Communication is the process of sending message and receiving a feedback. Whether it involves spoken words or expressed through actions, as long as one sends a message and receives a feedback, a communication takes place.
What makes communication fascinating is how it can vary from one place to another. Such is the remote village found in the high mountains of Black Sea Coast in Turkey. What makes their way of communicating with one another a cut above the rest, is the so called ‘bird language’ they are using.
Perhaps you are wondering, whistling has been around through ages and nothings seems to be special about it. However, in the case of the Turkish residing in the village of Kuskoy, people literally can speak to one another through a series of whistles.
How can one express one’s thoughts and feelings freely through whistling? Halik Cindik, the head of the Kuskoy Bird Language Association, demonstrated their culture’s whistling techniques in communicating words and phrases. Depending on certain conditions, a piercing whistle can be heard even more than a mile away.
An upbeat and joyous woman from Kuskoy also demonstrated how their ‘bird language‘ works to show that it is more than a prearranged code. One of their villagers was asked to participate in a test together with Cindik. One was given a phone number from Istanbul that neither of them had seen before. The man who has the phone number was asked to pass the number to Cindik through their ‘bird language.’
Amazingly, by simply listening to the whistles of his fellow villager, Cindik was able to dial the number of the man from Istanbul.
A Turkish-German bio-psychologist named Onur Gunturkun took interest in studying and exploring the ‘bird language’ practiced by the villagers of Kuskoy.
“I was absolutely, utterly fascinated when I first heard about it,” The renowned bio-psychologist shared. “And I directly saw the relevance of this language for science.”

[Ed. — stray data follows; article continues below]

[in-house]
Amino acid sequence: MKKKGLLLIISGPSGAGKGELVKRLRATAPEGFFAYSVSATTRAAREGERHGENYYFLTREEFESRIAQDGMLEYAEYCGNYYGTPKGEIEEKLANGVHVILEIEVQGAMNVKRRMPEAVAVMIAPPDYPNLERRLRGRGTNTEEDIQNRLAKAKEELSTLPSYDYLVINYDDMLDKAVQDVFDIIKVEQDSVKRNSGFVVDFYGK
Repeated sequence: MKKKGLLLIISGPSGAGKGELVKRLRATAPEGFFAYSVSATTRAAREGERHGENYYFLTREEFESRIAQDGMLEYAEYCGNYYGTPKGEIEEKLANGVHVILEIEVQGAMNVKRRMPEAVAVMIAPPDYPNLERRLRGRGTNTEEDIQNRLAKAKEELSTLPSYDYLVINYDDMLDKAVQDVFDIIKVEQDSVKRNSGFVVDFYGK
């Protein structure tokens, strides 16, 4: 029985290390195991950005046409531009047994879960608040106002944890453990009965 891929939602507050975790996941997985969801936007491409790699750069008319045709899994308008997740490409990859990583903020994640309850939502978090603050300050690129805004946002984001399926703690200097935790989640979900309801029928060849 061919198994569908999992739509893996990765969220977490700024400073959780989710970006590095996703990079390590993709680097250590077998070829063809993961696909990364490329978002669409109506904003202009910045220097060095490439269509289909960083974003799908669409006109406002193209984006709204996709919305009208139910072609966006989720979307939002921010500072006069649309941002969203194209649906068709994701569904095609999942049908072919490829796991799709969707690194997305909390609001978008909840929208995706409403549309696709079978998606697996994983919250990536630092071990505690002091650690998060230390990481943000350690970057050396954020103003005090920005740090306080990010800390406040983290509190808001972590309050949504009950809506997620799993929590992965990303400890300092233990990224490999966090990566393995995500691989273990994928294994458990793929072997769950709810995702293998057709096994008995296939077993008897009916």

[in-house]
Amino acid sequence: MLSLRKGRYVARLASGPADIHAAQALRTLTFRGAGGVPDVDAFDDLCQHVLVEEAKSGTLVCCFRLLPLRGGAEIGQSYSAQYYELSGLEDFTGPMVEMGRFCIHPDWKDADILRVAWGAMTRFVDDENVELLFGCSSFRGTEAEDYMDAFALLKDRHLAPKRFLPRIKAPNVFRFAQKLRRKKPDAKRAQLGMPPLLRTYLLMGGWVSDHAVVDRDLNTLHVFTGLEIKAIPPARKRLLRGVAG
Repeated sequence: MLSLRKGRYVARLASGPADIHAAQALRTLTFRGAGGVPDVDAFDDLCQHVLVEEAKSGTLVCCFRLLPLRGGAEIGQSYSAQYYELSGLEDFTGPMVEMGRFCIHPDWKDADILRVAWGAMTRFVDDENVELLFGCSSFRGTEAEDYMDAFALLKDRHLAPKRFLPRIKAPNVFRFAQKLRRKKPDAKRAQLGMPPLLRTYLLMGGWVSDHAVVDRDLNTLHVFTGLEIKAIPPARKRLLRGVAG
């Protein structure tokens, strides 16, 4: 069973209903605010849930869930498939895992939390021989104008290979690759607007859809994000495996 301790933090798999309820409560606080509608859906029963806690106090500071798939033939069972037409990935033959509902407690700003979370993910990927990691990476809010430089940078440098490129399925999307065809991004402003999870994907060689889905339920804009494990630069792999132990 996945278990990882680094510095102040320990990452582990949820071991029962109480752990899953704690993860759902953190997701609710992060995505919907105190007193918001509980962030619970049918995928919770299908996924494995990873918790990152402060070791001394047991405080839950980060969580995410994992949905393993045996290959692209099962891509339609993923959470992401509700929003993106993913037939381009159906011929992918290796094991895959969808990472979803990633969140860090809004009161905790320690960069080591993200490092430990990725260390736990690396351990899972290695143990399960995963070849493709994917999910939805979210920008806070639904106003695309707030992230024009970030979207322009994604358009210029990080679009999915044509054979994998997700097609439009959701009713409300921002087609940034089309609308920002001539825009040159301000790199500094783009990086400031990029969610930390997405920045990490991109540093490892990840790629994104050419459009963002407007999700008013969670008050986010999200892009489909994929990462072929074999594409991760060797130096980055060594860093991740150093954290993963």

Gunturkun has been looking into brain asymmetry study which is responsible for verbal communication. Apparently, the left hemisphere of the brain decodes spoken language or oral communication. While the right hemisphere of the brain processes music. Keeping this fact in mind, Gunturkun wanted to know how the brain hemispheres overlap with each other in order to decode messages delivered through whistling.
To know more about this, Gunturkun visited the village of Kuskoy to conduct a field test. The villagers were asked to use headphones and record themselves communicating both in spoken words and in ‘bird language.’
While the villagers were being recorded, Gunturkun played two different syllables in the left ear and in their right ear. As it turned out, people who communicate through oral language tend to hear only the syllables played to their right ear, which is being controlled by the left hemisphere of the brain.
On the other hand, those who were recorded listening to whistled syllables tend to hear it from both of their ears. This shows that the two hemispheres are being used at the same time by people who use the ‘bird language.’
“So in the end, there was a balanced contribution of both hemispheres,” Gunturkun explained the result of his study. “So indeed, depending on the way we speak, the hemispheres have a different share of work in language processing.”
The bio-psychologist is now exploring the potential of using the ‘bird language’ in helping a stroke victim, who has a damaged left hemisphere, learn how to communicate again.
The ‘bird language’ which the village of Kuskoy is famous for is in danger of being replaced by convenient smartphones. Fortunately, the villagers are exerting a joint effort in keeping their tradition and culture alive. Through their annual Bird Language Festival held each summer, the people of Kuskoy are hoping to keep the ‘bird language’ alive for the next generations to come!
Watch the fascinating video below and prepare to be amazed by the people of Kuskoy who communicates effectively even without spoken words!
Photos and Video | Vocativ